‘Night Mayor’ could be hired in Edinburgh city centre to curb late night noise issues

Late-night events and venues in Edinburgh city centre, such as those in Rose Street, are set to face a clampdown under the new plans. Pic: Ian Georgeson
Late-night events and venues in Edinburgh city centre, such as those in Rose Street, are set to face a clampdown under the new plans. Pic: Ian Georgeson
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Late-night events and venues in Edinburgh city centre are set to face a clampdown under plans to appoint the city’s first “Night Mayor.”

The city is set to follow the likes of Amsterdam, New York, Paris by hiring a “night-life coordinator” to help curb disputes with local residents and the authorities.

But it could lead to new restrictions on pop-up venues, festivals and one-off events, as well as more demands on licence holders and venue managers.

The “Night-Life Co-ordinator” may be tasked with ensuring event organisers lay on special transport services and abide by noise restrictions. However it is hoped they may halt the closure of long-running venues by resolving problems with new developments at an early stage.

Councillors will today discuss proposals to explore options for the role, which it could part-fund, over the next 12 months.

They have emerged days after a wide-ranging official report on the future of tourism in Edinburgh admitted that there was already “concern about the impact of the night-time economy on residents in the city centre.” It also recommended “careful management” of events in sensitive and historic areas of the city, warning of a risk that they could prove a “tipping point” in the way residents feel about visitors to the city.

Last November councillors classed large parts of Edinburgh has having too many drinking premises, including the Old Town, Princes Street, Leith Street, Tollcross, Dean Village, the West End, Haymarket, Southside and the Canongate.

Green councillor Alex Staniforth, who has held talks with senior councillors on the issue, said: “My personal ideal would be that the role would be part funded by the council and part funded by the night-time industries so as to maintain an independent position and not beholden to any single vested interest, but would be working in everybody’s interest.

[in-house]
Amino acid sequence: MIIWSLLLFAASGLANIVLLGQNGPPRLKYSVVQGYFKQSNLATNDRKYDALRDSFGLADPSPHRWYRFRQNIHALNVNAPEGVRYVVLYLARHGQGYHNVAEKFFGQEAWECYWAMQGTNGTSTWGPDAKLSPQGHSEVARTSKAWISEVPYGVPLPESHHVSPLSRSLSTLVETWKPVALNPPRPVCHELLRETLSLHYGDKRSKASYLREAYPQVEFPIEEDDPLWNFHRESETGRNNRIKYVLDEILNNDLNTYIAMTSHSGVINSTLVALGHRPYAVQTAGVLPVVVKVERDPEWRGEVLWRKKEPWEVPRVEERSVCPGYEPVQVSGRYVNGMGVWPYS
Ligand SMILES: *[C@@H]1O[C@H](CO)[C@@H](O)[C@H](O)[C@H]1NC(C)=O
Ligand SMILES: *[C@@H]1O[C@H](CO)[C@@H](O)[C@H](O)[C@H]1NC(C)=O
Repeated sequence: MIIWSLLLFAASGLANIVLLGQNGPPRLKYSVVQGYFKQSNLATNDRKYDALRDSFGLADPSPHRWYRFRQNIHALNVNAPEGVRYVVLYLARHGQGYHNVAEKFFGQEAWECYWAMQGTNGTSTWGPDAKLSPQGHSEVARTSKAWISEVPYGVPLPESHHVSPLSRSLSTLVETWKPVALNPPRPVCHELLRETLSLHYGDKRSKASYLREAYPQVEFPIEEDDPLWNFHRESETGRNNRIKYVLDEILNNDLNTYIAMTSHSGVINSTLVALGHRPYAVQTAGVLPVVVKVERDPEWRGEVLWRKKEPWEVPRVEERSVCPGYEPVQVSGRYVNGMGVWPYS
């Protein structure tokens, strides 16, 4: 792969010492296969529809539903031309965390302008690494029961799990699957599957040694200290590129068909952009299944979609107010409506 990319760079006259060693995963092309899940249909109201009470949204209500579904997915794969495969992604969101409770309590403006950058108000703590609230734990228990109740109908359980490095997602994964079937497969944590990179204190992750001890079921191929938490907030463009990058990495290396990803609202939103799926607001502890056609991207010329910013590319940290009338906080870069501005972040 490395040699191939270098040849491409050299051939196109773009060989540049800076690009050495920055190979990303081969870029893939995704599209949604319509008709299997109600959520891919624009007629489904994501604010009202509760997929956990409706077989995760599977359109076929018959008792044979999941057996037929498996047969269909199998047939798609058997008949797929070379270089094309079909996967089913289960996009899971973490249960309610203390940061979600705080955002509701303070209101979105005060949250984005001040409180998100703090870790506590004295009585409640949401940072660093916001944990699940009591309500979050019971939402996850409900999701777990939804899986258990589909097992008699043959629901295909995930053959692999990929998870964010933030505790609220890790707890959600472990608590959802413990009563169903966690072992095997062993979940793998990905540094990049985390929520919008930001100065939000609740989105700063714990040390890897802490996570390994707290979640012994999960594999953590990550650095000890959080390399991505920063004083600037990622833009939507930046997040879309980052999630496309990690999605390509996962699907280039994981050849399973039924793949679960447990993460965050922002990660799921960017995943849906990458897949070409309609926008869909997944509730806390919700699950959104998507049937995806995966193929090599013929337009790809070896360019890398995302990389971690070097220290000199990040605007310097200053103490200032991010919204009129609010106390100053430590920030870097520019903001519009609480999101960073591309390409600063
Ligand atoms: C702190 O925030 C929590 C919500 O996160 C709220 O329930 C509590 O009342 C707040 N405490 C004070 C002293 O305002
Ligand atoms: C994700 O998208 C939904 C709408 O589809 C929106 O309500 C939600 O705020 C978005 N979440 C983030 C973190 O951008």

“They could ensure residents are comfortable with events scheduled to go on into the evening and night by liaising between residents and organisers. They could work with the licencing board, Lothian Buses and venues to ensure closing times are staggered to best match nearby night bus times rather than leave people standing around at the end of the night. They could work with venues that encounter issues that might force their closure.”

Tom Ketley, director of Fly Open Air, which stages dance music festivals in Princes Street Gardens and the grounds of Hopetoun House, in South Queensferry, said: “Protecting venues and promoters who provide the lifeblood in nurturing talent here should be important as artists don’t start playing in-front of 50,000 people - they hone their craft in small, local venues.

“A ‘Night Mayor’ to protect scenes, venues and people would be great and having a contact to independently liaise between these and council would be massively positive.”

Olaf Furniss, founder of international music business convention Wide Days, which is held in Edinburgh every year, said: “Having somebody who is able to connect across the many departments of the council, mediate in disputes and explain the positive contribution made by the music and club scenes, would be a very positive move.

“In order to be effective they should also be given the authority to ensure council officers and council committees work with them in a spirit of cooperation.

“They should also be part of a broader cultural policy which recognises the positive contribution venues, clubs and music events make to our city.”

However, Nick Stewart, manager of Sneaky Pete’s, in the Cowgate, which was recently named the UK’s best grassroots music venue, said: “The creation of a post of night-life co-ordinator is less important than gathering the stakeholders in the night-time economy into conversations with authorities and the wider public, with the aim to promote a vibrant, safe and popular nightlife.

“Cities who value their night-time culture can learn to do it well. If that process begins with a council working group that’s great, but it’s important to note that a city can’t just hire someone to be ‘night mayor’ and then think the job is done.”